U.S. containerized exports are expected to rise 3.8 percent next year after a 5.8 percent gain this year, Journal of Commerce Economist Mario O. Moreno said.
Moreno’s latest estimate was a downward revision of his previous forecast, which called for a 5.7 percent increase in containerized exports in 2012. He cited weakening European economies, slower growth in Asian demand and a strengthening dollar.
Slumping European markets caused U.S. containerized exports in October to drop 3 percent from a year earlier to 1,008,273 20 foot-equivalent units, PIERS data show. Exports increased 10.3 percent in September. Through October, volume was up 7.1 percent year-over-year.
“Demand from Europe continues to decline as European economies struggle with ongoing sovereign debt problems and decelerating manufacturing activity,” Moreno said.
Following flat growth in the third quarter, exports to Northern Europe dropped 7 percent in October, driven by declines of 38 percent in shipments of motor vehicles, 29 percent in paper and paperboard and 23 percent in wood pulp. Exports to Mediterranean countries fell 14 percent in October after dropping 10 percent in the third quarter. Shipments to Italy fell 11 percent, or 4,981 TEUs.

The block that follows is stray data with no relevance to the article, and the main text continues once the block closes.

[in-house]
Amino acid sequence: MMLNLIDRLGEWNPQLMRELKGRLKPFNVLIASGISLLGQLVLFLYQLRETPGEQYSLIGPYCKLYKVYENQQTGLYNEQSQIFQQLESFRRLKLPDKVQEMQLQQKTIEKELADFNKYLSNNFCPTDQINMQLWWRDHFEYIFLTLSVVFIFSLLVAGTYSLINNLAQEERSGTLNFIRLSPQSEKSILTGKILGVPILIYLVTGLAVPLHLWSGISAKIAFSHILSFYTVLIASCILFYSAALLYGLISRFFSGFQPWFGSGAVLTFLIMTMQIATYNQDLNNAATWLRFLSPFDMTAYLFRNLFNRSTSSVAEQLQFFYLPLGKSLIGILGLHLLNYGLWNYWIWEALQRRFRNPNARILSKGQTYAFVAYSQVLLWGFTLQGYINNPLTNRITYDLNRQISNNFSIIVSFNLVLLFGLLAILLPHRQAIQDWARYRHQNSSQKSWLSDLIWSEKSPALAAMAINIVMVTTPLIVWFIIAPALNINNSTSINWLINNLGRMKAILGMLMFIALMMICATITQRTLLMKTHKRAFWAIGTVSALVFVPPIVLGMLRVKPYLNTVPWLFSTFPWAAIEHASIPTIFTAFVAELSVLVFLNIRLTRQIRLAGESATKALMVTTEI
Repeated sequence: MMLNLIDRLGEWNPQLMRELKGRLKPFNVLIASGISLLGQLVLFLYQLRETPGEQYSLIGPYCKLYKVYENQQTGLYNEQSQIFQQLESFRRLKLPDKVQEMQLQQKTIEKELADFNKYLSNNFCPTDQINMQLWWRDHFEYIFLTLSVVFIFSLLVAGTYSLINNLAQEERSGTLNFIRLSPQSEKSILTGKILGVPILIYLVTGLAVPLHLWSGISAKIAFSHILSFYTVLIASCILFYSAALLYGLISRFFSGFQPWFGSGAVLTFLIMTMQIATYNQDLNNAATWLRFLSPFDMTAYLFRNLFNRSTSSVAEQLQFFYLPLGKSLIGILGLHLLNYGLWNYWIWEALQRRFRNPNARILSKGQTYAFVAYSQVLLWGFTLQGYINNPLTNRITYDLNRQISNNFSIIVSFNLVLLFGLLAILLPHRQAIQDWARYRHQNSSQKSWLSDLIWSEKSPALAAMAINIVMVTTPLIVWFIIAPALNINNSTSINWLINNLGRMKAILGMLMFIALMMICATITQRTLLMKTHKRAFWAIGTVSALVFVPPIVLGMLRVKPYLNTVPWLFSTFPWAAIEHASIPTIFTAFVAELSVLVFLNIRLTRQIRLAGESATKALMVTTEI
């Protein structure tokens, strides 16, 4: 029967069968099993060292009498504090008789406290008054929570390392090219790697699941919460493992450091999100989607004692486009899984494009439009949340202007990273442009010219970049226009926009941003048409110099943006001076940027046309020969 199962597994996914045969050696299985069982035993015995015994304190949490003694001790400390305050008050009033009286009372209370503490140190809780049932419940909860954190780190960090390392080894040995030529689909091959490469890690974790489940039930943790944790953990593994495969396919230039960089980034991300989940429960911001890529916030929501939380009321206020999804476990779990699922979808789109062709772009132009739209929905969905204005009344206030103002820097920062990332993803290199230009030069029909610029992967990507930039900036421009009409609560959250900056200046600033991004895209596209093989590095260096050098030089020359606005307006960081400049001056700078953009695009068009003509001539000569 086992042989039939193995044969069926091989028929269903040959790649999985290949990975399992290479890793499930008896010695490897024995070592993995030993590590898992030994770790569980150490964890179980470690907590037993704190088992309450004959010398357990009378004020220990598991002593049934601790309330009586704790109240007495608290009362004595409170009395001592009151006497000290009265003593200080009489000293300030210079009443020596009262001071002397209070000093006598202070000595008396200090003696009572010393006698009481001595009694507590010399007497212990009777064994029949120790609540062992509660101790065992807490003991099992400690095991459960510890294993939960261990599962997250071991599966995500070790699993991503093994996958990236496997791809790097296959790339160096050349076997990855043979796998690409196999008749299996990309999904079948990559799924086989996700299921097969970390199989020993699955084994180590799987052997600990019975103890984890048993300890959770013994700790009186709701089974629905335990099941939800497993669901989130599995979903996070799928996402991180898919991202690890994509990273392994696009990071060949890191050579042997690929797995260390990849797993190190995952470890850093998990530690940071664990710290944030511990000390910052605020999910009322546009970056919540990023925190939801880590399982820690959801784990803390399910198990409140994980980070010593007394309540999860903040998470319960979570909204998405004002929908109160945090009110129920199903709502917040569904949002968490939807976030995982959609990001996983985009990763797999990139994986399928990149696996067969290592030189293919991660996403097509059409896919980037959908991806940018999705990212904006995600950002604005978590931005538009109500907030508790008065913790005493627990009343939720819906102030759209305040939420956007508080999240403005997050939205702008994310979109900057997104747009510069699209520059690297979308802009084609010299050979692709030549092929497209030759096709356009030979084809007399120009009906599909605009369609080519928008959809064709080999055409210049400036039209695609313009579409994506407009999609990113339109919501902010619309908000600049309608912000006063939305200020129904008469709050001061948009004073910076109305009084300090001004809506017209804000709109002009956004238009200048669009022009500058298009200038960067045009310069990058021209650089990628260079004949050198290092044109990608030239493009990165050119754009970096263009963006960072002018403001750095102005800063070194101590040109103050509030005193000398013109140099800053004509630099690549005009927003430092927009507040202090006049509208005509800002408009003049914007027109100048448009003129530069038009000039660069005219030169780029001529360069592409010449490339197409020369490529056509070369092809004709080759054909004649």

Significant declines were also seen in South American markets, particularly Brazil, where a marked slowdown in economic activity led policymakers to reverse monetary tightening. U.S. exports to Brazil plunged 25 percent, or 8,491 TEUs, in October. Exports to Africa rose 20 percent, led by grocery products, poultry and vinyl alcohol.
Exports to Hong Kong fell 34 percent or 5,691 TEUs. Shipments to China rose 4 percent, or 8,539 TEUs, boosted by increases of 64 percent in logs and lumber, 47 percent for wood pulp and 195 percent for meat.